‘I tried to write on a level that my mother would enjoy’
Update: May 28, 2013: KTRE-TV, Lufkin, reports Mattie Dellinger died today at age 101.
By Robert Haught
Editor, The e-Columnist
MARCH 8, 2013 — Mattie Dellinger writes a weekly column for the Shelby County Light and Champion in the East Texas town of Center. She’s been doing it a lot longer than most of us, and she doesn’t plan to quit, although she turned 101 last October. She may be the oldest active columnist in the United States.
For her birthday, her longtime friend Willie Nelson sent her a copy of his book Roll Me Up and Smoke Me When I Die, a couple of cassettes, and two packages of Hawaiian coffee.
He’s not the only famous Texan she captivated during her long career in newspaper work and broadcasting. The late former Gov. Ann Richards came on her radio show and played the ukulele while campaigning and they struck up a friendship that lasted many years.
Dixie Dellinger told The e-Columnist her mother started writing for the newspaper when she was 12, reporting news about Baptist church youth meetings.
“She said she always wanted to be a writer,” said Dixie. “Her uncle John McLendon was a noted columnist and reporter in his time and she revered him.
“She started really working for the paper in 1953. There was a time when she got mad at the editor and quit, but she didn’t stay idle for long. The local radio station owner hired her to do a radio show. It became ‘Mattie’s Party Line.'”
Like her column of the same name, the content was typical small town doings and historical tidbits, with some nostalgia mixed in.
One time a caller mentioned going to Branson, Mo., to see Willie Nelson. Mattie responded sharply that she didn’t care for his singing and didn’t like the way he looked. Willie got word of it and made a call-in himself. Before the call ended, he told her that he would make her like him.
Later Willie was doing a concert nearby and he brought his bus, got Mattie and they rode around the town square, both of them waving to folks.
Her radio show lasted 17 years and she went back to writing for the newspaper in 2004. Dixie said, “It is possible that she is more popular now than she was with her radio show because the paper goes out of town.”
An article by Jean Marbella in The Baltimore Sun in 1999 mentioned some of her regular callers: Lamar, “the nursing home resident who calls at the start of just about every show to sing ‘Happy Birthday’ to whoever is celebrating that day. Peggy, the woman with the counting obsession who can tell you the number of tiles in her doctor’s office or bricks in the courthouse. John, known on the air as The Lawyer, who loves to tease Miss Mattie about her own obsession — with the National Enquirer. And Bobbie, the UFO sighter.”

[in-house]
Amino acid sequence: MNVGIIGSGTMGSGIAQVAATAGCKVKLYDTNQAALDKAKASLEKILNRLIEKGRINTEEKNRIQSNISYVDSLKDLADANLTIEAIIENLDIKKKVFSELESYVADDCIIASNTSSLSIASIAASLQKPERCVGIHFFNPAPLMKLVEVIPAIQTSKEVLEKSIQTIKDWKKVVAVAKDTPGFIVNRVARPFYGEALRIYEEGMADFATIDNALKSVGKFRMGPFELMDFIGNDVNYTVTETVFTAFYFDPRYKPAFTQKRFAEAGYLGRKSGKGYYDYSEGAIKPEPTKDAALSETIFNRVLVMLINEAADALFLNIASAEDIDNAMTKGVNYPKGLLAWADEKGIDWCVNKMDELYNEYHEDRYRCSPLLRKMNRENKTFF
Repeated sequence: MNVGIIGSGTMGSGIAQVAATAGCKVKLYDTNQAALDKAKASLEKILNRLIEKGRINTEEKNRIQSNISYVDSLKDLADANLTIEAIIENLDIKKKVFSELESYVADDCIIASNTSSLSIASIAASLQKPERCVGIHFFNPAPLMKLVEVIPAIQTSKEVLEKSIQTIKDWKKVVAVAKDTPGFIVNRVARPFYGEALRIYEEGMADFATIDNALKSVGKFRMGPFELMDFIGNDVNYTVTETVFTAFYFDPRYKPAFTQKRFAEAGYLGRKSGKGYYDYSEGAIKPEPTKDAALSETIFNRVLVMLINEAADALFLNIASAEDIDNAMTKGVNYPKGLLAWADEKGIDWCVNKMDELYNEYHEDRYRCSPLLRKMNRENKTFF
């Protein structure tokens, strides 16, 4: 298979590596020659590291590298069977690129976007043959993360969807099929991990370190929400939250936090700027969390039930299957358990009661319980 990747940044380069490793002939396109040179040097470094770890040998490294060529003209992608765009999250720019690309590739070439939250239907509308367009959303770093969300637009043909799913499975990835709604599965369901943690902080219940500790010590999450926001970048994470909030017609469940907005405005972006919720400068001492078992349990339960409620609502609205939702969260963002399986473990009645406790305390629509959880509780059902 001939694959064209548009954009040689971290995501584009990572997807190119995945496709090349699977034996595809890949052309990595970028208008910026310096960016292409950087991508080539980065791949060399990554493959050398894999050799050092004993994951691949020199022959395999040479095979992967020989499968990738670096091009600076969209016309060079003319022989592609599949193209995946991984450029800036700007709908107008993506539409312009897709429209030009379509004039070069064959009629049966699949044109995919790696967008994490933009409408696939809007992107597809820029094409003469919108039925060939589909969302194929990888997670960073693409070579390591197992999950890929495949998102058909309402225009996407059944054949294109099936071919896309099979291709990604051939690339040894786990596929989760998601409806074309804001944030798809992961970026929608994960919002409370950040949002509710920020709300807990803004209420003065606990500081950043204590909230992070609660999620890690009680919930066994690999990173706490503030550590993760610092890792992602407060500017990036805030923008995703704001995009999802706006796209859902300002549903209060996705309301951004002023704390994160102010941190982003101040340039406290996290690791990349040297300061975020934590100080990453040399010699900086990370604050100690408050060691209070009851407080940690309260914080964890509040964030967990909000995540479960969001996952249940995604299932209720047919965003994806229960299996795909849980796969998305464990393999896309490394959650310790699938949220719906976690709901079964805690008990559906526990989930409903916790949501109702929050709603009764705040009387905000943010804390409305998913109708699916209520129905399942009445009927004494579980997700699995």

Gary Borders, an East Texas journalist for more than 30 years, wrote that he met Mattie when he had his paper, the San Augustine Rambler, printed in Center. “In 1982, Mattie was a spry 71-year-old who would quickly let you know how the cow ate the cabbage. Mattie stood about 5 feet and probably didn’t weigh 100 pounds even after a fine Sunday dinner on the grounds. She clearly knew everybody in her native Shelby County and more than half in neighboring San Augustine County.”
Dixie Dellinger said, “My friends tell me that they save her columns in a scrapbook for their children to keep for the history she tells about Center. She knows people, their ancestors, where they lived and where old buildings used to be. She also puts in humorous items.”
Lufkin station KTRE-TV in a 2008 program referred to her as the “official town historian” and said Mattie, then 96, “likes to mow her own lawn, play the slot machines and keep people laughing.”
A profile in Texas Monthly in 1992 said she also enjoyed horse racing. The magazine said that “with no journalistic training, she wrote by instinct.” Mattie was quoted as saying: “I’ve always tried to write on a certain level. I knew my mother would read my columns and stories, so I tried to write on a level that my mother would enjoy. The editors said that was a good idea. Don’t use two-bit words when nickel words would do.”
The plucky centenarian has spent her entire life in Center, Texas, a town of about 5,000 near the Louisiana line.
After graduation from high school in 1929, during the Depression, she got a job in a drug store where she met and later married L.L. Dellinger, a pharmacist. They ran a grocery store and she became a “stringer” for several large newspapers on the side.
In many ways Mattie Dellinger’s life parallels that of Harriette Leidich of Bennington, Vt., who was profiled in The e-Columnist in April 2012 when she celebrated her 100th birthday. At that time she was believed to be the oldest columnist.
Ms. Leidich and her first husband, George Lerrigo, also were married in the Depression years. Daughter of a Nebraska newspaperman, she had been writing a column since she was 14. In 1936 the couple acquired a newspaper in Overbrook, Kan., and with old equipment did all the work themselves. She wrote two books about her life’s experiences.
Mattie Dellinger was widowed in 1966 and lives by herself. Dixie, a former microbiologist in Dallas, came home to run a Christmas tree farm.
Note: A new NSNC member, Terri Lacher, alerted us about Mattie.